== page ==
by the Revd Canon Peter Leonard, Acting Dean of Portsmouth Cathedral and Chair of OneBodyOneFaith
How long, O Lord? Will you forget me for ever? How long will you hide your face from me?
How long must I bear pain in my soul, and have sorrow in my heart all day long?
Words from Psalm 13 which came to mind when I saw the picture on my social media stream this last week.
Bishops and spouses invited but same-sex spouses excluded.
How long, O Lord must we put up with this kind of exclusion, discrimination and homophobia? Worsened by the fact that the very clear statement of exclusion (interestingly now removed from the Lambeth Conference website) is topped by a smiling Archbishop and his equally smiling, and of course valid spouse – thus emphasising the radical exclusion and invalidation of same-sex spouses.
How is this in anyway the ‘radical inclusion’ which the Archbishop called for in February 2017? How is this in any way demonstrating the apology for the appalling treatment by the Church of LGBT+ people which the Archbishop has offered on many occasions? An apology means nothing if the behaviour doesn’t change.
And I had hoped things were changing.
During General Synod just last week, the Church of England’s Pastoral Advisory Group published six pastoral principles for living well together. It is my opinion that these guidelines are very good, a step forward in addressing people as people rather than issues. These principles ought to provide a helpful framework to include the other, whomsoever the other is. With that in mind, let us apply them now against the exclusionary statement I have discussed.
Firstly, acknowledging prejudice: excluding someone from something based on their sexuality is prejudice. Dress it up however you like but it is prejudice and bigotry: plain and simple. By doing this the Church is saying that same-sex spouses are less valuable, less valid than others. It is offensive, rude and flies in the face of the hospitality we are called by God to show to all people. I recognise that there are cultural differences and understandings but once more it is those who are LGBTI+ who must bear the brunt of this.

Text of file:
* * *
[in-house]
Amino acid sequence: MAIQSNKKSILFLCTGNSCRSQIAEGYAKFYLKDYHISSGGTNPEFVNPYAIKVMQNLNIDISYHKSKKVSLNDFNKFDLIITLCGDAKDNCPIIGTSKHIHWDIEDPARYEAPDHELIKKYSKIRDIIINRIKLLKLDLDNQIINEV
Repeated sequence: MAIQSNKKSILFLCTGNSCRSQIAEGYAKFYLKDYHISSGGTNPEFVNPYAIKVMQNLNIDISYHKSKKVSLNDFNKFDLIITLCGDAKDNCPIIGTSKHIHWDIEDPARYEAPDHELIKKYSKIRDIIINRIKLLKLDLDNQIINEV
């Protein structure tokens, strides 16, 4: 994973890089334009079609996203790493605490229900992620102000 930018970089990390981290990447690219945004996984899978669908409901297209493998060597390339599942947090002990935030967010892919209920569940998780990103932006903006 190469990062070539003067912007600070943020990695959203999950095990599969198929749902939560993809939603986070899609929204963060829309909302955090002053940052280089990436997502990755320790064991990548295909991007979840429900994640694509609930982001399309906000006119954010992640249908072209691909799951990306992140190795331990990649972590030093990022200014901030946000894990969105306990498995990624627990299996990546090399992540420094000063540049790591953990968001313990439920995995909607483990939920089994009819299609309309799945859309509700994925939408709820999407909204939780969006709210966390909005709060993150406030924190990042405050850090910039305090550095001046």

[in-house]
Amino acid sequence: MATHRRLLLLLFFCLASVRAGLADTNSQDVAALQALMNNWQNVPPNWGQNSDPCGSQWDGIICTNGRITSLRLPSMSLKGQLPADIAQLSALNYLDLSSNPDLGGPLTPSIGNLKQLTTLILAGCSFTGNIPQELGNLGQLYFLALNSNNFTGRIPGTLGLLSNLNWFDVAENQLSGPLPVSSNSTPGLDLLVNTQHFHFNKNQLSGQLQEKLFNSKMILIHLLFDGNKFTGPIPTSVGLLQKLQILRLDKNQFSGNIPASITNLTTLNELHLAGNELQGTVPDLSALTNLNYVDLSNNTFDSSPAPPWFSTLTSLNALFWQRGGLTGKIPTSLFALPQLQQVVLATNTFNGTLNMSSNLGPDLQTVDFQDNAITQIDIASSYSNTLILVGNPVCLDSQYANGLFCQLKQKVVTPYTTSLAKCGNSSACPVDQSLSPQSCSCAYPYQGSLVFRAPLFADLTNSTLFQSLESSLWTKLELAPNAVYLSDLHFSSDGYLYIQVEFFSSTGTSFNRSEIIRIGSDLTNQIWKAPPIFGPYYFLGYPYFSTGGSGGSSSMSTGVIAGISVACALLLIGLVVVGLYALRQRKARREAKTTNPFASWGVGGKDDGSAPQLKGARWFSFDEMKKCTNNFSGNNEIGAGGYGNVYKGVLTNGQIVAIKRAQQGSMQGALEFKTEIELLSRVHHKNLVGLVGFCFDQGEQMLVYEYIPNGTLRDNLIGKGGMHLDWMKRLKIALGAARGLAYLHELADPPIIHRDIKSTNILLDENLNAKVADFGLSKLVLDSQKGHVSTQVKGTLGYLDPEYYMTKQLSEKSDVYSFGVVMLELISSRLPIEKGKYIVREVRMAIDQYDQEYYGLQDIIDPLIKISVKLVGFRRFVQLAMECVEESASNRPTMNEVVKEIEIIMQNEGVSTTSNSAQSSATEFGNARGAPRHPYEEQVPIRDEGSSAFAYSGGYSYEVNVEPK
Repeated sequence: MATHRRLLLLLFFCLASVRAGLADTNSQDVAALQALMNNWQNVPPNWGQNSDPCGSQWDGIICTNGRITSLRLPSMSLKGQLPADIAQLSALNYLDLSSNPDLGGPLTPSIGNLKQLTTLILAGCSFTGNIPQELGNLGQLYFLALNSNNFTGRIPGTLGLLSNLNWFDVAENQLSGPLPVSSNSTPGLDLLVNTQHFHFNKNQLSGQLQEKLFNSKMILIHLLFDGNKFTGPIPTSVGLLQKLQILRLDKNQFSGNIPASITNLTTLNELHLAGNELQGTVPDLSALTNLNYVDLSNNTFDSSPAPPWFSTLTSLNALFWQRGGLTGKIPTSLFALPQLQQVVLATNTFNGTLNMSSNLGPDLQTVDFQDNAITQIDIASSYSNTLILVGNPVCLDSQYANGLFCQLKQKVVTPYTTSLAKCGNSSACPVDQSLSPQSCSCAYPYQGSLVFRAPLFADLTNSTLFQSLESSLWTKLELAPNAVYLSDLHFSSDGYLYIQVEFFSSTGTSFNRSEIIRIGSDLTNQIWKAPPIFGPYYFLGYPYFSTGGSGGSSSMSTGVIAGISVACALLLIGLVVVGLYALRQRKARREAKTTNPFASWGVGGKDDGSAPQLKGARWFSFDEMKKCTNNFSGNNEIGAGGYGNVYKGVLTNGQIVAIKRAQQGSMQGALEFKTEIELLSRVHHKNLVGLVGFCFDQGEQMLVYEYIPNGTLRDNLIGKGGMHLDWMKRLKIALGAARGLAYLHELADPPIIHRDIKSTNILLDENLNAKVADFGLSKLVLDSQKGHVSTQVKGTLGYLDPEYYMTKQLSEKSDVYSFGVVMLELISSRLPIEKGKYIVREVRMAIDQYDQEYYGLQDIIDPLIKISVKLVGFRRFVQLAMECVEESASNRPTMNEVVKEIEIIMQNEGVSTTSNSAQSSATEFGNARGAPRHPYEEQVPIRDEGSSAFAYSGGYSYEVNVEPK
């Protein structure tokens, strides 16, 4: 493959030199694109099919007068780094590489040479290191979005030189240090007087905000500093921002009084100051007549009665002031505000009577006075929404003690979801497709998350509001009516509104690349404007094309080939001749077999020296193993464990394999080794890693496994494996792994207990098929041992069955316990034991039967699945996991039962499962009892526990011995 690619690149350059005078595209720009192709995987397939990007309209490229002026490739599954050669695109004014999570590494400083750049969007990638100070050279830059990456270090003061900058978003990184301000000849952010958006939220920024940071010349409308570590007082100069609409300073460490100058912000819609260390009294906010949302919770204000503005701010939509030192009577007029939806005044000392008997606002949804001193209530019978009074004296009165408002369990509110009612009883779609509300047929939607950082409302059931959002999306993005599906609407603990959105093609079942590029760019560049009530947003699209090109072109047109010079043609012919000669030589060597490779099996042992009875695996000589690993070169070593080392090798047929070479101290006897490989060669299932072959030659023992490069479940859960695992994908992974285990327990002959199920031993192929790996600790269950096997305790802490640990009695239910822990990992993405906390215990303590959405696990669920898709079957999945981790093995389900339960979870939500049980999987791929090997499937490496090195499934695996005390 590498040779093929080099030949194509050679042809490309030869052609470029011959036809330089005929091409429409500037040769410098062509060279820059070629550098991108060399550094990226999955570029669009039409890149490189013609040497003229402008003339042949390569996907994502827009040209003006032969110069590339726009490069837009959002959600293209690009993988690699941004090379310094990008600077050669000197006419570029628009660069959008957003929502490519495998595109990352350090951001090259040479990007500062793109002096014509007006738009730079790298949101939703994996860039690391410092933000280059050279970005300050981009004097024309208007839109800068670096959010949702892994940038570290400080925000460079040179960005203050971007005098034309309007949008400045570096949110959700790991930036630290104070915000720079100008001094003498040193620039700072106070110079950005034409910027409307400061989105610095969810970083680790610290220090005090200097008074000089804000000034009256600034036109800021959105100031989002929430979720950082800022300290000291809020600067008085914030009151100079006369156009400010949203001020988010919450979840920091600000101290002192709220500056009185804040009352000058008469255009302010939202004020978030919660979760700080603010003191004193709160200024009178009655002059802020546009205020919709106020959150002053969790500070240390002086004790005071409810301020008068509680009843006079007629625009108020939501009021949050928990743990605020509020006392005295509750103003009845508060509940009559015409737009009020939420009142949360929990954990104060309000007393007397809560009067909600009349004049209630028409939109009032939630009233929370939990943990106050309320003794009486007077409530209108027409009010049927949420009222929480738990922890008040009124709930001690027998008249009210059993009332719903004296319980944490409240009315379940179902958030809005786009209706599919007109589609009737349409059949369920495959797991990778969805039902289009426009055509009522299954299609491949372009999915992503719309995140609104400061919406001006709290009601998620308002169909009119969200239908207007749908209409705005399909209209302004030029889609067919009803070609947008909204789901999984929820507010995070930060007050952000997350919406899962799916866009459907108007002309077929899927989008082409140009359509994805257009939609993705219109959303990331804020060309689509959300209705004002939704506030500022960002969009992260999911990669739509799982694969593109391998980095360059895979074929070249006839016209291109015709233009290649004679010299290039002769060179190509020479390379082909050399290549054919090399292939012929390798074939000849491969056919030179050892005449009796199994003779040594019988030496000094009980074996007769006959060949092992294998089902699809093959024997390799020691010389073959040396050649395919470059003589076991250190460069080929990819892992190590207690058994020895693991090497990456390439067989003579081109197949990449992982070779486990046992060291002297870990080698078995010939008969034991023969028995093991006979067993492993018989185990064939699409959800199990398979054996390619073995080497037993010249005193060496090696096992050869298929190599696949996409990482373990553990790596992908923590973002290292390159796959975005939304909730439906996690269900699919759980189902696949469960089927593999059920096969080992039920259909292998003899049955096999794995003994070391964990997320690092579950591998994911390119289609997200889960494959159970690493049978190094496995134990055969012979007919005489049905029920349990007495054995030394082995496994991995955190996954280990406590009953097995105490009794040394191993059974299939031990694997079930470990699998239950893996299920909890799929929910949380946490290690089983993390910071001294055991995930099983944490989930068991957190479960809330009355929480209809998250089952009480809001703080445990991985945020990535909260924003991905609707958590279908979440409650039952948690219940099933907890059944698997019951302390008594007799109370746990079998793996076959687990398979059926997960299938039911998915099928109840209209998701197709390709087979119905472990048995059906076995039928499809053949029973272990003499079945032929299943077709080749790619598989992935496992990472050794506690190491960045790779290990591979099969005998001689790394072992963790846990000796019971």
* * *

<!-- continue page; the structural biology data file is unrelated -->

Secondly, speaking into silence: “let’s not invite them because then we can pretend they don’t exist and won’t have to deal with the issue”. If we do have to discuss it in anyway there will also be less LGBTI+ voices to deal with, an ongoing feature of the Church of England’s Living in Love and Faith process generally.
Thirdly, addressing ignorance: one of the very powerful ways in which opinions are changed and people grow is to meet those who are different to them. How can that happen with such blatant exclusion? All the major prejudices such as racism, Islamophobia and homophobia will only be dealt with by education and encounter, not by exclusion and ignorance.
Fourthly, casting out fear: All the exclusion of same-sex spouses does is to create yet more fear. Fear amongst the LGBTI+ community about encountering the Church, yet more fear of being rejected, yet more fear of being condemned. Fear from those LGBTI+ people within the Church that the positive words we hear from the Archbishop and others are just that – empty words. In his Presidential Address at General Synod last week the Archbishop called for us to give up cynicism for Lent. Well forgive me Justin, but this recent action only serves to reinforce the cynicism not give it up.